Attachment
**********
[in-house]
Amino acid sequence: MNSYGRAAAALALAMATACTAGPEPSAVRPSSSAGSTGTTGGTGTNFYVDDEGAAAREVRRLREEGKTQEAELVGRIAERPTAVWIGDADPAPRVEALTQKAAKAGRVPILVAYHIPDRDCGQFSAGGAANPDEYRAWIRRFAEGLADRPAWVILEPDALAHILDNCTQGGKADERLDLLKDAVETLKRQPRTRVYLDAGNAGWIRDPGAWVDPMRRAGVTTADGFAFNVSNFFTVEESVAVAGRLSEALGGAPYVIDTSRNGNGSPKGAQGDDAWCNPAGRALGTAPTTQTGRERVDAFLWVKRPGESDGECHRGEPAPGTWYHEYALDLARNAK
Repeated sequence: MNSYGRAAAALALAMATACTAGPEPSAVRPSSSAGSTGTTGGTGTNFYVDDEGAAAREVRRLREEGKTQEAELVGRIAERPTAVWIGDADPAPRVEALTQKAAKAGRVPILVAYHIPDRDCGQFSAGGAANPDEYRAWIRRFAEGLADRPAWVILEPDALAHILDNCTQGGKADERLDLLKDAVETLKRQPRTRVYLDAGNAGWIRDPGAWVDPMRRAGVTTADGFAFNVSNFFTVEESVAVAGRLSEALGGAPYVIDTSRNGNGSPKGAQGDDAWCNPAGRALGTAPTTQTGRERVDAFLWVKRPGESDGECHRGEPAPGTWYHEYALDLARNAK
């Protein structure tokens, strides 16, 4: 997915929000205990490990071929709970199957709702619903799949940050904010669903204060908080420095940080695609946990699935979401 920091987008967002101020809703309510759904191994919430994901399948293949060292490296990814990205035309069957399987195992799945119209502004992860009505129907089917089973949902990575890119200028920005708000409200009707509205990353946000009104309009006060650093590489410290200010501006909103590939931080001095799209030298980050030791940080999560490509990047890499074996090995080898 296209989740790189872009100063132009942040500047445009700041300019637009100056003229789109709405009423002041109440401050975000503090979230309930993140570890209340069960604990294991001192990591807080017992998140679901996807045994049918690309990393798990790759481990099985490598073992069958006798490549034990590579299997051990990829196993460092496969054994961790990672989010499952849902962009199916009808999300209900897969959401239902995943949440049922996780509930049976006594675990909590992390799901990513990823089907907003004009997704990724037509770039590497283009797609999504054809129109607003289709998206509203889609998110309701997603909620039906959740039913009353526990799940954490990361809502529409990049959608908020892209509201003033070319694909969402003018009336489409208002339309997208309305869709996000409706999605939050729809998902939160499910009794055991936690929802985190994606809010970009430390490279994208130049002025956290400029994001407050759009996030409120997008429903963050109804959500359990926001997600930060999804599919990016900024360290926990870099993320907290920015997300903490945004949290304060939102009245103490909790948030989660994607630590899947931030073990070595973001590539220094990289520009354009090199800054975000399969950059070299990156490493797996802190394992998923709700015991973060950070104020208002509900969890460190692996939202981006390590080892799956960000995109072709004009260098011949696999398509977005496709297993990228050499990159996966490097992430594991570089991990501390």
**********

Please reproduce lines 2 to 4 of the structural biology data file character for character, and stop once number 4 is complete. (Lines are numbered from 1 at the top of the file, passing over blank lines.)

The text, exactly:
Amino acid sequence: MNSYGRAAAALALAMATACTAGPEPSAVRPSSSAGSTGTTGGTGTNFYVDDEGAAAREVRRLREEGKTQEAELVGRIAERPTAVWIGDADPAPRVEALTQKAAKAGRVPILVAYHIPDRDCGQFSAGGAANPDEYRAWIRRFAEGLADRPAWVILEPDALAHILDNCTQGGKADERLDLLKDAVETLKRQPRTRVYLDAGNAGWIRDPGAWVDPMRRAGVTTADGFAFNVSNFFTVEESVAVAGRLSEALGGAPYVIDTSRNGNGSPKGAQGDDAWCNPAGRALGTAPTTQTGRERVDAFLWVKRPGESDGECHRGEPAPGTWYHEYALDLARNAK
Repeated sequence: MNSYGRAAAALALAMATACTAGPEPSAVRPSSSAGSTGTTGGTGTNFYVDDEGAAAREVRRLREEGKTQEAELVGRIAERPTAVWIGDADPAPRVEALTQKAAKAGRVPILVAYHIPDRDCGQFSAGGAANPDEYRAWIRRFAEGLADRPAWVILEPDALAHILDNCTQGGKADERLDLLKDAVETLKRQPRTRVYLDAGNAGWIRDPGAWVDPMRRAGVTTADGFAFNVSNFFTVEESVAVAGRLSEALGGAPYVIDTSRNGNGSPKGAQGDDAWCNPAGRALGTAPTTQTGRERVDAFLWVKRPGESDGECHRGEPAPGTWYHEYALDLARNAK
């Protein structure tokens, strides 16, 4: 997915929000205990490990071929709970199957709702619903799949940050904010669903204060908080420095940080695609946990699935979401 920091987008967002101020809703309510759904191994919430994901399948293949060292490296990814990205035309069957399987195992799945119209502004992860009505129907089917089973949902990575890119200028920005708000409200009707509205990353946000009104309009006060650093590489410290200010501006909103590939931080001095799209030298980050030791940080999560490509990047890499074996090995080898 296209989740790189872009100063132009942040500047445009700041300019637009100056003229789109709405009423002041109440401050975000503090979230309930993140570890209340069960604990294991001192990591807080017992998140679901996807045994049918690309990393798990790759481990099985490598073992069958006798490549034990590579299997051990990829196993460092496969054994961790990672989010499952849902962009199916009808999300209900897969959401239902995943949440049922996780509930049976006594675990909590992390799901990513990823089907907003004009997704990724037509770039590497283009797609999504054809129109607003289709998206509203889609998110309701997603909620039906959740039913009353526990799940954490990361809502529409990049959608908020892209509201003033070319694909969402003018009336489409208002339309997208309305869709996000409706999605939050729809998902939160499910009794055991936690929802985190994606809010970009430390490279994208130049002025956290400029994001407050759009996030409120997008429903963050109804959500359990926001997600930060999804599919990016900024360290926990870099993320907290920015997300903490945004949290304060939102009245103490909790948030989660994607630590899947931030073990070595973001590539220094990289520009354009090199800054975000399969950059070299990156490493797996802190394992998923709700015991973060950070104020208002509900969890460190692996939202981006390590080892799956960000995109072709004009260098011949696999398509977005496709297993990228050499990159996966490097992430594991570089991990501390």